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Issue #1433      28 October 2009

Slipped through the net

Book Launch

“I’m here to tell you the truth – a lot of people don’t like the truth,” said Des Donley. He was speaking at the launch of Slipped through the net – the story of Melrose Desmond Donley, a book in which Des tells Elly Inta his life story.

Around 80 people packed out the Jubilee Room at Parliament house in Macquarie Street, Sydney for the launch. The MC was Ra Inta, the nephew of the author Elly Inta. He made a brief introduction leaving it to Des who had a great deal to say.

His contribution was full of emotion. One minute, the tears swelled to his eyes and those of the audience as he described the brutal beating of a young Aboriginal boy by the adjutant at the Salvation Army orphanage. “The adjutant had an Aboriginal boy lying across a chair, naked. He flogged him from one end of the body to the other.” He was punished for lying, Des said, for saying he had seen two officers making love.

Another minute, and he would bring smiles and chuckles as he found humour in the most appalling situations and exposed the persecutors and system that treated wards of state with such inhumanity.

Des had been in seven or eight foster homes before being handed over to a Salvation Army orphanage and then at 15, placed in virtual slavery on a farm.

“All I got was a primary education. I couldn’t read or write when I left school,” said Des, speaking about the importance of education. “The Salvation Army home was an education – scrubbing floors on my knees, a slave to them.”

Des not only told the truth about his treatment, from when he was “kidnapped” from his Aboriginal mother at six months up until his “freedom” at the age of 18. He said a great deal about the system, about our politicians and world politics.

He spoke about the pressures on workers and families today, the shareholders wanting their pound of flesh, the wars in Iraq and Afghanistan. He warned of the threat of a third world war. Bush, Blair and Howard said they were looking for terrorists, he said. “They didn’t find any terrorists. I know where they are – I just mentioned them,” Des said, bringing smiles to his audience.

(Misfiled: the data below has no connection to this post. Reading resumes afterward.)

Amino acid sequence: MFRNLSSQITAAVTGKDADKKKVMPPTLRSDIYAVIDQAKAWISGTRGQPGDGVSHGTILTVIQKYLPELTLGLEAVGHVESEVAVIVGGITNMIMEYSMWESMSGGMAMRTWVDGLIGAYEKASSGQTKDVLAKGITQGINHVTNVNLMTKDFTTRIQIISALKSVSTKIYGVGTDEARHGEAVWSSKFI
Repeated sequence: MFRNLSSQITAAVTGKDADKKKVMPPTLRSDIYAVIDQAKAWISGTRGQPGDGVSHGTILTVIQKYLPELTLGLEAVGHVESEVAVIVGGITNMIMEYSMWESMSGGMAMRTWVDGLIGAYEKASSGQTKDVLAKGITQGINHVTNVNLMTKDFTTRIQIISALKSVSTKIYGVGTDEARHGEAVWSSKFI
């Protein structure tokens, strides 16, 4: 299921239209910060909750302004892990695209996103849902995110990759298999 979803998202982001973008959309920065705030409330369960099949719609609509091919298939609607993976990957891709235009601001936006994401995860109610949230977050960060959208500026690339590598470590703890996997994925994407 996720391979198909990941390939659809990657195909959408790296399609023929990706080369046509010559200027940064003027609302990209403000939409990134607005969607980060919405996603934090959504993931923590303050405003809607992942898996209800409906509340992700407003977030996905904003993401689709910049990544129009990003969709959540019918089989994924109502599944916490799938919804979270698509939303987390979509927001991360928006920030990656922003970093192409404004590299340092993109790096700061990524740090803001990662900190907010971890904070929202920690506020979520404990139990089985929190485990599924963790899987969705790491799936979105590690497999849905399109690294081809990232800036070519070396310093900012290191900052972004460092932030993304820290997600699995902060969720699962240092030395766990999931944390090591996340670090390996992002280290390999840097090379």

“The Labor government is still prepared to continue the war in Afghanistan. We can’t win that war.”

Des commented on politicians and their broken promises. He is one of many Indigenous Australians whose wages were stolen by the state and have still not been repaid.

Linda Byrnie, NSW Minister for Community Services and Minister for Women, and the first Aboriginal woman elected to the NSW Parliament launched the book.

“The book lays out the life of an Aboriginal man who was taken off his mother when he was six months old, and who grew up in orphanages and foster homes as a Ward of the State in Queensland,” Linda said.

“He became a carpenter, an active trade unionist, and a member of the Communist Party.

“Because of his fair skin, he knew nothing of his Aboriginality until he was in his 60s and gained information about his family through the Freedom of Information Act. He was, as he says ‘the fish that got away’.” Des had many escapes as the title of the book suggests, he slipped through the net many times.

“Now 94, he is an Elder of the Darkinjung Tribe on the NSW Central Coast and still politically active,” Linda said. “The story sounds simple enough, but behind the straightforward description is a tale of appalling hardship, abuse and virtual slave labour, tremendous courage and determination, unfailing good humour, generosity and never-ending optimism.

“Above all, it’s the story of an ongoing battle for social justice.”

Linda commented on Des’s “refusal to be forgotten … or ignored. What’s remarkable is his capacity to cope with the shocking deal he experienced as a child and young man, and to turn that experience into a determined fight for justice.”

Elly Inta spoke with warmth of the friendship that had developed between them as they worked on the book.

“I tried to warn Des I can’t even follow a recipe without changing it, let alone a formula for writing a biography. So what he and I have ended up with is a story of friendship ... Des’ memories with snippets of me every now and then.”

Elly spoke of two “thunderbolts” for her in Des’s story. “The first one is the enormity of the crime of deliberately depriving a child of his or her mother’s love. Nothing can ever compensate for that.

“The other is the importance of education. Give people the means to express themselves and they will have something of value to live for. Instead of posturing and bureaucrating we should be devising realistic programs to make numeracy and literacy accessible to Aboriginal children. If we find ways of making learning enjoyable and relevant, children will want to go to attend school.”

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